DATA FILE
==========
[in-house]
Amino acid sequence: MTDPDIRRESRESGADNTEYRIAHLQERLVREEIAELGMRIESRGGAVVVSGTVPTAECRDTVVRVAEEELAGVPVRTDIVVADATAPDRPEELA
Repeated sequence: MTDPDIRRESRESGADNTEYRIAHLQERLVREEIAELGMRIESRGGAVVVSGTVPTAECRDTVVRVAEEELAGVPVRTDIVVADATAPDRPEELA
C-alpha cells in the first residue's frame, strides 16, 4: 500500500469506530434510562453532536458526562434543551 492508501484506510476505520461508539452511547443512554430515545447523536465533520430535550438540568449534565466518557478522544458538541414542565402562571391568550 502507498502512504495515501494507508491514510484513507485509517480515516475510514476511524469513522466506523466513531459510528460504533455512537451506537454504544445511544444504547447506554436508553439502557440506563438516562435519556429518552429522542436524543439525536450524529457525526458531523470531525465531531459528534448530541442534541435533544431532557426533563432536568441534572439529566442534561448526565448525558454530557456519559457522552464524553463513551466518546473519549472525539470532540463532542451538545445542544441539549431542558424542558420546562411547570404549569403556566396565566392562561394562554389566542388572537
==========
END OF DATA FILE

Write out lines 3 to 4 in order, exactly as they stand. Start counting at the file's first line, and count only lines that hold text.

Repeated sequence: MTDPDIRRESRESGADNTEYRIAHLQERLVREEIAELGMRIESRGGAVVVSGTVPTAECRDTVVRVAEEELAGVPVRTDIVVADATAPDRPEELA
C-alpha cells in the first residue's frame, strides 16, 4: 500500500469506530434510562453532536458526562434543551 492508501484506510476505520461508539452511547443512554430515545447523536465533520430535550438540568449534565466518557478522544458538541414542565402562571391568550 502507498502512504495515501494507508491514510484513507485509517480515516475510514476511524469513522466506523466513531459510528460504533455512537451506537454504544445511544444504547447506554436508553439502557440506563438516562435519556429518552429522542436524543439525536450524529457525526458531523470531525465531531459528534448530541442534541435533544431532557426533563432536568441534572439529566442534561448526565448525558454530557456519559457522552464524553463513551466518546473519549472525539470532540463532542451538545445542544441539549431542558424542558420546562411547570404549569403556566396565566392562561394562554389566542388572537